2018 has been chock-full of major hip hop releases, and Meek Mill’s first post-prison EP has been swept under the rug as a result. To its credit, LEGENDS OF THE SUMMER is refreshingly brief in comparison to his last album, and “Stay Woke” works as an introspective protest song that interpolates a Grandmaster Flash opening to tie Meek into the long history of rappers coming to terms with the societal and material conditions that their art is intrinsically tied to, for better or worse. It hits the perfect spot between political and personal, especially that one line about his dreams of playing football being ruined after a ball got deflated by a dope needle, which got me hyped for what else Meek had in store. Even with the expectation that an EP isn’t supposed to a cohesive experience, LEGENDS OF THE SUMMER’s inconsistency in terms of quality and style is still a problem. Outside of the opening two bars, and a passing mention in the second verse of “Milidelphia,” and the aforementioned first single, any juicy details about his arrest and trial are pushed to the side in favor of dime-a-dozen bangers and attempts at romantic R&B that don’t mesh well with the numerous references to women’s wetness and a strange, J Cole-esque joke about premature ejaculation. His verses hit a few snags as well; the second verse of “Dangerous” sounds eerily similar to Kanye and is too awkwardly blunt to be romantic, ruining a chorus with great chemistry between Jeremih and Pnb Rock, and the outro of “Millidelphia” has an unnecessarily different fidelity and flow than the rest of the song. Meek doesn’t have to make more socially conscious music; if he wants to make DJ Mustard ripoffs (“1am”) and fill songs with snare rolls, ad-libs, and desaturated loops (“Millidelphia”), then that’s his right, but “Stay Woke” hinted at a restored hunger and purpose that the rest of the EP can’t compete with. [Blake Michelle]
Verdict: Do Not Recommend
Teyana Taylor – K.T.S.E.
Favorite Tracks: “Gonna Love Me,” “Rose In Harlem,” “WTP”
Teyana Taylor is a Harlem musician, dancer, and model whose career has existed largely in the shadows of big name collaborations. Signing to Pharrell’s Star Trak Entertainment label, choreographing and appearing in music videos for Jay-Z and Beyoncé, and now releasing records through Kanye West’s GOOD Music, all haven’t been enough to stop her latest release, K.T.S.E., from being the most glanced-over installment of Kanye’s five-micro-albums-in-five-weeks manic marketing campaign. K.T.S.E. is arguably the least Kanye album Kanye has ever taken credit for; the record’s 22 minutes of refined soul come off more as a Parkwood Entertainment project than a record that appears next to KIDS SEE GHOSTS and DAYTONA. But this is a welcome surprise. Kanye inundated his fans with five Fridays of frequently half-baked, underwhelmingly produced mini-collections that, with the exception of KIDS SEE GHOSTS and K.T.S.E., often sound like the work of a madman as opposed to the mad genius Yeezy proclaims himself to be.
K.T.S.E. finds Kanye’s production the most graspable it has been since MY BEAUTIFUL DARK TWISTED FANTASY. “Rose In Harlem” has an early hip hop shimmer that masterfully welds LATE REGISTRATION-era soul sampling with Taylor’s radio ready vocals and New York City pride. “Gonna Love Me” opens with a bouncing, Tomppabeats-esque, guitar-driven beat that is gorgeous but also sounds like a Yeezy takeoff of a SoundCloud deep cut. Fortunately, Taylor is able to offset the redundant tendencies of Ye’s production, redeeming the track by pumping it full of popstar neo-soul. “WTP,” while undeniably the funniest track on the album, also proves that republi-Kanye is weirdly capable of putting his name on gay bar anthems. Though the recurring “Work this pussy” sample makes for an unexpected closer to an album whose themes are overarchingly romance and hardship, it is also the track that takes itself the least seriously in the broad scope of Kanye’s five week churn of releases.
Sadly, K.T.S.E. sank to the bottom of June’s hip hop release flood. As I write this, K.T.S.E.’s most popular Spotify track has two-and-a-half million plays while, on the other hand, KIDS SEE GHOSTS’ most popular track, “Reborn,” has 33 million streams. YE’s biggest hit, “All Mine,” is rapidly approaching 90 million streams and Nas and Pusha T are also both exceeding Taylor, with roughly nine million and 16 million plays on their albums’ respective hits. It is as easy to blame sexism within the music industry for Taylor’s relative obscurity as it is to chalk it up to the album’s late release date. It is unfair to see one of the most eclectic Kanye collaborations in a long time overshadowed by his more grandiose endeavors. Unfortunately, it is the same shadow that has cast itself on Teyana Taylor’s career since she broke into the scene. As a music fan, give Teyana a listen and do your part to help KEEP THAT SAME ENERGY exist in the spotlight it deserves. [Ted Davis]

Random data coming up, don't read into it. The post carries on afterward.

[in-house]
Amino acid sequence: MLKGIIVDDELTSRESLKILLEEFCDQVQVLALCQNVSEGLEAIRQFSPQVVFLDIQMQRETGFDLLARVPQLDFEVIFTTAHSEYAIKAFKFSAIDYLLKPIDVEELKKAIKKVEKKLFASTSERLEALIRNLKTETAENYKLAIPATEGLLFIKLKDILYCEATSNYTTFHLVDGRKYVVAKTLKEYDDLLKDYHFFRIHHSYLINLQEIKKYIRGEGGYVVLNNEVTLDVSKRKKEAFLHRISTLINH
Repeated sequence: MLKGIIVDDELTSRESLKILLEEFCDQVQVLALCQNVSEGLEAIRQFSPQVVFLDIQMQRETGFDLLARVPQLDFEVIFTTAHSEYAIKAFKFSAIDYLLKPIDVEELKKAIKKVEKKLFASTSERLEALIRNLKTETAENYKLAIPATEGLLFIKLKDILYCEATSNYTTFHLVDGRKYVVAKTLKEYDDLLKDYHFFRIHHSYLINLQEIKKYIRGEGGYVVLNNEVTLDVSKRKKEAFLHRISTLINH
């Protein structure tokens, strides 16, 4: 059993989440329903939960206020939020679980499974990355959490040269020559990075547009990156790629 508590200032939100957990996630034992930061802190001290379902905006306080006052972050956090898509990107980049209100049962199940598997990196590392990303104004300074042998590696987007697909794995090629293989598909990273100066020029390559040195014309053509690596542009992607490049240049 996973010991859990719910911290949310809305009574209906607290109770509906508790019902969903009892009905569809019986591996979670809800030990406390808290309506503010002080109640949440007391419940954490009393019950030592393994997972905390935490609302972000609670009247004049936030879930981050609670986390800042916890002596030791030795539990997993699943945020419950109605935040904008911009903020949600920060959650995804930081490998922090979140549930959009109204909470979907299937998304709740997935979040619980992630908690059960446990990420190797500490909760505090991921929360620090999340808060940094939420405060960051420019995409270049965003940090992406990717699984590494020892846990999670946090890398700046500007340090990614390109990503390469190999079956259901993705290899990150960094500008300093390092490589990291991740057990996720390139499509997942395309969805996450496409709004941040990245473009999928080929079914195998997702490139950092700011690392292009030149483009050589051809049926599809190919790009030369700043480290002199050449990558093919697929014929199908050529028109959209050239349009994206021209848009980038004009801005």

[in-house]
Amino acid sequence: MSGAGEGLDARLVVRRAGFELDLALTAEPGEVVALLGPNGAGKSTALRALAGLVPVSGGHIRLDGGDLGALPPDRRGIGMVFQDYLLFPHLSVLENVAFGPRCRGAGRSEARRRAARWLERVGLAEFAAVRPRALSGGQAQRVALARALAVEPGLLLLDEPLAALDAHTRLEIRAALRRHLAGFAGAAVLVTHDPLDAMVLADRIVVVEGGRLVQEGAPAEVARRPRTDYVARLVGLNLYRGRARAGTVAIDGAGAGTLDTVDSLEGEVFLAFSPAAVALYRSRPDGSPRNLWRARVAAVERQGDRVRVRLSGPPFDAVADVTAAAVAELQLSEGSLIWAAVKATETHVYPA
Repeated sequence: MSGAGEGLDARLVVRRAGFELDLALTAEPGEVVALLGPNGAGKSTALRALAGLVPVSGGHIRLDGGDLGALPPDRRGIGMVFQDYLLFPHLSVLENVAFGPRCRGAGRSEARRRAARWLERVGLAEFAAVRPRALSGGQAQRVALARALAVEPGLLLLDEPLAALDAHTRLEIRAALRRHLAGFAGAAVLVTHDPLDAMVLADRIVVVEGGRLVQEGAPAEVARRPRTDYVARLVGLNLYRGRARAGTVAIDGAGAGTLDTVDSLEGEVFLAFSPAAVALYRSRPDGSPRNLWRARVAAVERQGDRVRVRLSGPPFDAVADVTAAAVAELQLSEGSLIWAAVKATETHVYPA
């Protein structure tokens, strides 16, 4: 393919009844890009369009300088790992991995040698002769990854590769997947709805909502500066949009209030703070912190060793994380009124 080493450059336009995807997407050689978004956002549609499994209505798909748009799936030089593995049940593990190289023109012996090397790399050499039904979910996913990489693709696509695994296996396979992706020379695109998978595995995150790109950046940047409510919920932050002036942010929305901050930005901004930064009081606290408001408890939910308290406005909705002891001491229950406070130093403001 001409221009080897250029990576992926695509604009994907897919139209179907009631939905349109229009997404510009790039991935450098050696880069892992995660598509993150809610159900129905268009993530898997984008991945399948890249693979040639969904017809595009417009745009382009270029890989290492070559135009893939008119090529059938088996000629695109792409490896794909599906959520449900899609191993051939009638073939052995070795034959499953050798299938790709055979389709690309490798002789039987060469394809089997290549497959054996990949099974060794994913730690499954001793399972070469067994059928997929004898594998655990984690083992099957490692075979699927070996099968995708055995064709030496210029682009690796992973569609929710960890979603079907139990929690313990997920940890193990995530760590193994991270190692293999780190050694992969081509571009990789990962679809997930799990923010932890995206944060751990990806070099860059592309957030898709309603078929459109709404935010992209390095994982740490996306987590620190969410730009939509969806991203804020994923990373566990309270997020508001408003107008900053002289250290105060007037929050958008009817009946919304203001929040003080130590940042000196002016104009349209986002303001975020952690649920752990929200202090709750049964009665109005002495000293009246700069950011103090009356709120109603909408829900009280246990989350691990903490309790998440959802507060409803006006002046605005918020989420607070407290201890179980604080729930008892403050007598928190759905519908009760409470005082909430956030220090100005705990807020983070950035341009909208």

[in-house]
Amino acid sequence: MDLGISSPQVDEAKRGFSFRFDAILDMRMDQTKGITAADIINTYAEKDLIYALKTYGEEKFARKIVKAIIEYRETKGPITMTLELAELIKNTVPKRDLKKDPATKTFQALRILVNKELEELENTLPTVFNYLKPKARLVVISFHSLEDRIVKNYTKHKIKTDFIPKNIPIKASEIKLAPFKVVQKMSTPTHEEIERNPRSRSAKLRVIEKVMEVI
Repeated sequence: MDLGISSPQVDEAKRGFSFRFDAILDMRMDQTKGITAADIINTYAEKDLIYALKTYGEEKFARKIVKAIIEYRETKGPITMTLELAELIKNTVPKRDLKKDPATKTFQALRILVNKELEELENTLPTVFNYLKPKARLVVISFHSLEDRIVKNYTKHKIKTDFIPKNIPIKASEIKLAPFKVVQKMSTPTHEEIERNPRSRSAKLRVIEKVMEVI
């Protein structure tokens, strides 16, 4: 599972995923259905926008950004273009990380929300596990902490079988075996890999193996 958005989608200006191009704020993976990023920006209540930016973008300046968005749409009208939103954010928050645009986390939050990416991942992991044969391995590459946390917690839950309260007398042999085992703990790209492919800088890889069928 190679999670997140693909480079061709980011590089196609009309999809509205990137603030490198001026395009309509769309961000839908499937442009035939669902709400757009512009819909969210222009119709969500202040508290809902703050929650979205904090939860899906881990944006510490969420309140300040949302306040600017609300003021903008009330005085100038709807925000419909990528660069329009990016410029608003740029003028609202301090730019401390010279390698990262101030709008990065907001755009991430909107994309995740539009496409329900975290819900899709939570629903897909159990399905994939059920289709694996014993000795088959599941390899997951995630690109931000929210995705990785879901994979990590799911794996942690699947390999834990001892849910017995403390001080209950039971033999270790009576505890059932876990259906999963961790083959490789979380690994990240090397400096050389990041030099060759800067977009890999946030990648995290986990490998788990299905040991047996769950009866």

Years & Years – PALO SANTO
Favorite Tracks: “Hallelujah,” “Lucky Escape,” “If You’re Over Me, All For You”
Years & Years’ sophomore release, PALO SANTO, is an album that, by halfway through, exudes a palpable, cyclical energy. One moment, we’re headfirst in the zealous, ‘80s-reminiscent “Hallelujah,” getting under to get over, but by “Lucky Escape,” we’re in deep disarray, soaking up the toxic remembrance of someone special, with a mid-2000s R&B flair, of course. Throughout the entire album, almost every emotion of being with or moving on from someone is explored, and the song’s messages and sense of tone aren’t the only things that seem to be oscillating. Track titles, including “Preacher,” “Hallelujah,” and “Sanctify,” show that Years & Years have not completely left the deep religious allegory of the debut record COMMUNION behind. Thank god for that—COMMUNION was not only an immersive masterpiece of varying emotions, but it’s one that if tossed aside by the prospect of new songs would do no justice to the band’s capabilities. Through the finesse of harmonies, including the juxtaposition of fast beat with hard lyrics, or even the choral integration on “Here,” the trio have shown transparent vulnerability in every creative choice, and while listening to PALO SANTO, one can vividly hear their musical influences, background, and compassion.
Years & Years should also be commended for the ambition of the album’s narrative structure and visuals in the accompanying short film, yet while other artists that employ narrative structure like St. Vincent, Lord Huron, and Beyoncé succeed, the visuals behind PALO SANTO don’t exactly follow suit. While the story’s writing and production value aren’t to blame, it seems to be more a matter of the rigidity of them; without the album, the context of the film seems so deadset it’s hard to not relate the songs to it, rather than our own lives.
Regardless, PALO SANTO is an absolute triumph. PALO SANTO is not a listen-once-and-toss-away album, and with every new listen, one will only find another lyric dripping with accessibility. I must admit, when a lot of the singles were released I was worried that those were going to be the best tracks, but I could not have been more wrong. Every song is aching to find a counterpart to the writer and will leave you feeling almost as if you wrote it; Years & Years have taken a huge step to musical monarchy with PALO SANTO. [Jesse Herb]